Clean Water Services
From Bad to Beer: A Wastewater Agency Conducts Ultimate Upcycle
Location: Hillsboro, Oregon | Population: 600,000
Potential for 32,000 cans of beer
75% reduction in pollution
15,000 students reached
History of the Tualatin River
Clean Water Services (CWS) serves the Tualatin River Watershed, located west of Portland, Oregon. In the late 1960’s, the Tualatin River was choked with pollution. In its larger urban tributaries, up to 97% of the summertime flow consisted of poorly treated wastewater. A maze of 11 cities, 23 sanitary districts and nine private sewage systems were operating an uncoordinated network of 26 treatment plants. Residents of the urbanized portion of the watershed perceived their waters as stagnant, smelly and dirty. Healthy habitat was scarce for birds, wildlife, fish and plants.
This water management crisis brought the region to an economic turning point. In 1969, the state put all development in the county on hold, until an “appropriate plan and method of financing were found to resolve the sewage disposal problem.”
The region’s leaders answered the call, crafting a Master Sewer Plan that proposed a single regional utility that could plan, design and build a modern sewage system to save the river and lay the foundation for healthy regional growth. In February 1970, voters supported the creation of the Unified Sewerage Agency; two months later they approved a $36 million bond measure – the largest approved by an Oregon county to date – to fund the organization. The moratorium was lifted, and by the time the Clean Water Act passed two years later, the Unified Sewerage Agency had already begun phasing out 24 of the original treatment plants, constructing two regional advanced wastewater facilities, and helping to fund the construction of Scoggins Dam/Hagg Lake to restore flow to the river. In 2001, the organization changed its name to Clean Water Services, to better reflect its broad role in water resources management, including stormwater management, flow restoration, water supply and ecological uplift.
75% of CWS customers credit CWS with protecting public health
Tualatin River Today
The Tualatin River is healthier than it’s ever been, despite population growth of more than five-fold from 1970 to today. CWS enters its second half-century prepared to address climate resilience, continued rapid urbanization, increasingly demanding regulatory requirements and other complex challenges. Massive investments in regional water management have had lasting, positive impacts on the surrounding community.
Clearing High Bars
CWS achieved dramatic reductions in BOD and improvements in effluent quality decades ago. In 1988, the DEQ established the nation’s first Total Maximum Daily loads for the Tualatin River, including a demanding 0.1 mg/L phosphorous limit, which CWS has met since the early 90s. They reduced emissions early on when they stopped incinerating biosolids and began beneficial reuse of them. CWS meets 40% of its energy needs through advanced cogeneration, solar arrays and employee-led conservation efforts. CWS has ecologically enhanced more than 25,000 rural and urban/suburban acres. All CWS projects meet habitat protection requirements.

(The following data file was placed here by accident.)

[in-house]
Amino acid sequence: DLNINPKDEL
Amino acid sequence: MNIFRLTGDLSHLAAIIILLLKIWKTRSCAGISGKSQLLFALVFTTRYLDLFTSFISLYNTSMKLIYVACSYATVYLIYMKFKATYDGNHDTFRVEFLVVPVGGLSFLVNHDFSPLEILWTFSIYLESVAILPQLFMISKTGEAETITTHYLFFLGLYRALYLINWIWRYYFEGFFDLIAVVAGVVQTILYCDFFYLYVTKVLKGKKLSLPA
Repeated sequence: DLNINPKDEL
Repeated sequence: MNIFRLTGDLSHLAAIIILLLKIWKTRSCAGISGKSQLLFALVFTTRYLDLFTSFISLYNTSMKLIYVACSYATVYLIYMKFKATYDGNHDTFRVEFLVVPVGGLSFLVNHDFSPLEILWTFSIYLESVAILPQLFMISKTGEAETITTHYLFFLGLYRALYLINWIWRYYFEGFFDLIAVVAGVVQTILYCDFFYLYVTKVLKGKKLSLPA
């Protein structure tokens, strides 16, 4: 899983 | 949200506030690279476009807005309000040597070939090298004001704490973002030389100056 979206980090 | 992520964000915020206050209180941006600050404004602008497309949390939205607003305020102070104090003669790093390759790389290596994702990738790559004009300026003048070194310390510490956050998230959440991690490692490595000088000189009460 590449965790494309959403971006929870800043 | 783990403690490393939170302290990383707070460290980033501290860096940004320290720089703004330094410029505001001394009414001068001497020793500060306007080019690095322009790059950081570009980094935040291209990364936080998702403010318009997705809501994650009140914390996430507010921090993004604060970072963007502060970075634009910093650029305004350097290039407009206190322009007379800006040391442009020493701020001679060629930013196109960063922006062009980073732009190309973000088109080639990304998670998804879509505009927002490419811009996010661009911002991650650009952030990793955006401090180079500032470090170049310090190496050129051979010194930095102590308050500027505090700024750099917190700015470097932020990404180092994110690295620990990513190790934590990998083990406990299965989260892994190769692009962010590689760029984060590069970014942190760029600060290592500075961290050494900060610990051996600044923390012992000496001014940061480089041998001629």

Know Water, Know Beer
CWS’ water reuse program provides hundreds of thousands of gallons of water per day to school grounds, wetlands, golf courses and sports fields. In 2014, CWS began the Pure Water Brew project to highlight the reusable nature of water, understanding that the best way to start a conversation about recycling water is to brew beer with it. CWS supplied local homebrewers with highly purified water that was recently sewage, and the brewers lined up. Starting as a local partnership, the alliance grew to include more than 35 brewers, pubs, and tap houses in six states. Pure Water Brew reminds people that no matter where it comes from, water should be judged by its quality, not its history. CWS recently received approval from Oregon DEQ to provide its water to commercial breweries and distilleries, broadening public access to Pure Water Brew.
Change You Can See
Popular activities along the Tualatin River include walking, hiking, bird watching, paddling, fishing and swimming, and the public credits CWS with their ability to do so. Over 20 years of public opinion research shows the river, creeks and wetlands in the local watershed are seen as assets. Parks districts and regional government have developed, often in partnership with CWS, thousands of acres of trails and natural areas that improve quality of life and property values. Developers of luxury homes and apartments, affordable housing, office buildings and arts facilities tout their proximity to water.
CWS first demonstrated its commitment to education with River Rangers, a classroom presentation for young students that has expanded since 1990. Today CWS’ education program includes labs, presentations and field experiences that reach more than 15,000 students each year, helping them understand the interrelation between water, our environment and our individual activities. In addition, CWS’ robust facility tours program reaches more than 2,000 people a year.
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